A recent decision from the High Court of Justice in England (Warren v DSG Retail Ltd  EWHC 2168 (QB)) tackles the tricky issue of who is liable when a company gets hacked by an attacker and personal information is exposed – is it the attacker who is liable? Or the company?
Privacy torts often have a requirement of some degree of intentionality. For instance, in Canada, the Court of Appeal’s decision in Jones v. Tsige (2012), 2012 ONCA 32 (CanLII) which imported the tort of intrusion upon seclusion into Ontario law, held that establishing the tort requires proof of the following (emphasis added):
a. The defendants’ conduct must be intentional, which can include recklessness;
b. The defendants must have invaded, without lawful justification, the plaintiff’s private affairs or concerns; and
c. A reasonable person would regard the invasion as highly offensive causing distress, humiliation or anguish.
A claimant is rarely in a position to sue the actual attacker (assuming the attacker can be identified, which is usually impossible) and so will claim instead against the attacked organization, usually on the theory the that the organization’s failure to protect the personal information was sufficiently reckless so as to satisfy the intentionality requirement.
Similar arguments have been made in respect of employees who deliberately misuse an organization’s personal information – though these claims often include allegations of vicarious liability.
The law in Canada is evolving in this area, with the number of claims seeking to attach liability to organizations is on the rise.
The Defendant DSG is a UK retailer and in 2017/2018 it was the victim of a cyberattack in which malware was installed on almost 6,000 point of sale terminals at its stores. In the course of the attack, the attackers accessed the personal data of many of the Defendant’s customers.
The Claimant, Warren, made a purchase from the Defendant and claimed that his name, address, phone number, date of birth and email address were therefore compromised in the attack and brought a claim for damages for £5,000.00. The damages were not claimed as a result of any personal injury but are damages in respect of distress the Claimant alleged he suffered as a result of his personal data being compromised and lost.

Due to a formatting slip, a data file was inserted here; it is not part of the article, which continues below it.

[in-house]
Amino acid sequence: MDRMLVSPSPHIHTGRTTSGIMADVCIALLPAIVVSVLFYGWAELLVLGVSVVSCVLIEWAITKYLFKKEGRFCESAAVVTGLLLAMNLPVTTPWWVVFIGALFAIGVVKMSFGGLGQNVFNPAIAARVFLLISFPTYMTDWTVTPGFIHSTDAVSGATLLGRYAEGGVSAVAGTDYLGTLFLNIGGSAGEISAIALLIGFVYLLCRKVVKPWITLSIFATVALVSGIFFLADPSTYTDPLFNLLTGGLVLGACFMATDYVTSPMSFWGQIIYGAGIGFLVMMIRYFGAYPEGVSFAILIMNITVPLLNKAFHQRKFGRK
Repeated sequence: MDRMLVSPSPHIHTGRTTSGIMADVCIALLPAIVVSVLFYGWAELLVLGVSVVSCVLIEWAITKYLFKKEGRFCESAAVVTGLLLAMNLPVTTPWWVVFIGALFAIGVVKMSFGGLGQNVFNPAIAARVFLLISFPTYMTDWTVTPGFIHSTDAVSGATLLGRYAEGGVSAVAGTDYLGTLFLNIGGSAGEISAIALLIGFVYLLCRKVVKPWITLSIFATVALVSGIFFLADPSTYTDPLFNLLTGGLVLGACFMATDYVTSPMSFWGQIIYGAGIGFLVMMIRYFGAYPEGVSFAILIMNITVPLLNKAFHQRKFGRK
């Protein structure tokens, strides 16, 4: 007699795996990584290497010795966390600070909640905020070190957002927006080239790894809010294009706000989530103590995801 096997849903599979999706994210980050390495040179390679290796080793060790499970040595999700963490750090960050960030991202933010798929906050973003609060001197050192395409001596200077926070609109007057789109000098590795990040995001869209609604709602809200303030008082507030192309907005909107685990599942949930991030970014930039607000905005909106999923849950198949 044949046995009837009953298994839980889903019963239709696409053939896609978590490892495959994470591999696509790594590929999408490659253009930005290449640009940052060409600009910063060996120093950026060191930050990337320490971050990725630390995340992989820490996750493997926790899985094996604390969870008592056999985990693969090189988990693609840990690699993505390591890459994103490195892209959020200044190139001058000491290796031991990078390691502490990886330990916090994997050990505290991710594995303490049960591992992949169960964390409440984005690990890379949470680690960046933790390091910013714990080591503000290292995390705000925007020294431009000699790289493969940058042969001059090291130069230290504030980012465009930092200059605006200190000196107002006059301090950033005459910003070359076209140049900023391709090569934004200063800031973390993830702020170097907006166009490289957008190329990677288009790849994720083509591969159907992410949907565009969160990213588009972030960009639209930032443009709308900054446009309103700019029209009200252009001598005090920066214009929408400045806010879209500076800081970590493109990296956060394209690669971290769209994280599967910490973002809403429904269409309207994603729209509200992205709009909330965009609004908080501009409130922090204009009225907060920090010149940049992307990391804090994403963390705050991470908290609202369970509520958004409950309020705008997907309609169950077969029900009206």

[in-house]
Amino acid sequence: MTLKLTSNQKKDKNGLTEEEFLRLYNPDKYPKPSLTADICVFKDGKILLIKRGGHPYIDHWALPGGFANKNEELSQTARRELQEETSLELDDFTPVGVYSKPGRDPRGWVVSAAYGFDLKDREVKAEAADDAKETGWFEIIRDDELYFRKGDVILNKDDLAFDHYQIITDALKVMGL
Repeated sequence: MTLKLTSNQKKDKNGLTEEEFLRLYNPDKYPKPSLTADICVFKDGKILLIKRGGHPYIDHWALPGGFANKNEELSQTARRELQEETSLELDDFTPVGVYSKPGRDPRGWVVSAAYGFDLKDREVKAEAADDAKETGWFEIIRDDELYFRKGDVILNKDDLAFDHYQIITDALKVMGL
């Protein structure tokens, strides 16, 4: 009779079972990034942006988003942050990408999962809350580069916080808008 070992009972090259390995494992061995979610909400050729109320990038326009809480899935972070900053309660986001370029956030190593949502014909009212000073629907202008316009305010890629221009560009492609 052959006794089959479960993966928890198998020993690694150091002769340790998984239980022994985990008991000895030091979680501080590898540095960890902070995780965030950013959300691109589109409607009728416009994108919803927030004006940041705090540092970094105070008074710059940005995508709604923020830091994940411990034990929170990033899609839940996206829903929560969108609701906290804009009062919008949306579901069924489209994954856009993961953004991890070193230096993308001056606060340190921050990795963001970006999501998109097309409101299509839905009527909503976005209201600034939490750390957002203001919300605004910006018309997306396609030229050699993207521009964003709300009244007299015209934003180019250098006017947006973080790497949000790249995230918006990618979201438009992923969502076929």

The causes of action relied upon were breach of confidence, misuse of private information, breach of the Data Protection Act 1998, and common law negligence.
The Defendant sought summary judgment and/or an order striking out each of these claims (apart from the claim for breach of statutory duty arising out of alleged breach of the Data Protection Act).
Positions of the Parties
As regards both misuse of personal information and breach of confidence claims, the Defendant argued both those causes of action require the defendant to have taken some positive wrongful action in relation to the information in question (typically, disclosing it to a third party or making some other unauthorised use of it). The Defendant noted that it did not itself take any such positive wrongful action
The Claimant conceded the breach of confidence point, but maintained the misuse of personal information and negligence claim had a real chance of success. The Claimant argued that in providing his personal information to the Defendant, the Claimant had a reasonable expectation that his information would be adequately protected and, thereby, kept private. It was argued that misuse of personal information encompasses not only the disclosure / publication of information, but also with privacy ‘intrusion’ and the means by which the information is obtained.
The Claimant argued that the Defendant had intentionally and recklessly left the Claimant’s private information exposed to a real risk of intrusion and/or “tantamount to publication” to the world at large. Accordingly, it was argued that, put in another way, the Claimant’s case, properly understood, was a publication case: the Defendant’s failure to implement basic security measures to protect his information meant that there was – in effect – publication to the third-party hacker.
Breach of confidence
Although the breach of confidence claim was no longer maintained, the Court nonetheless addressed the issue for completeness.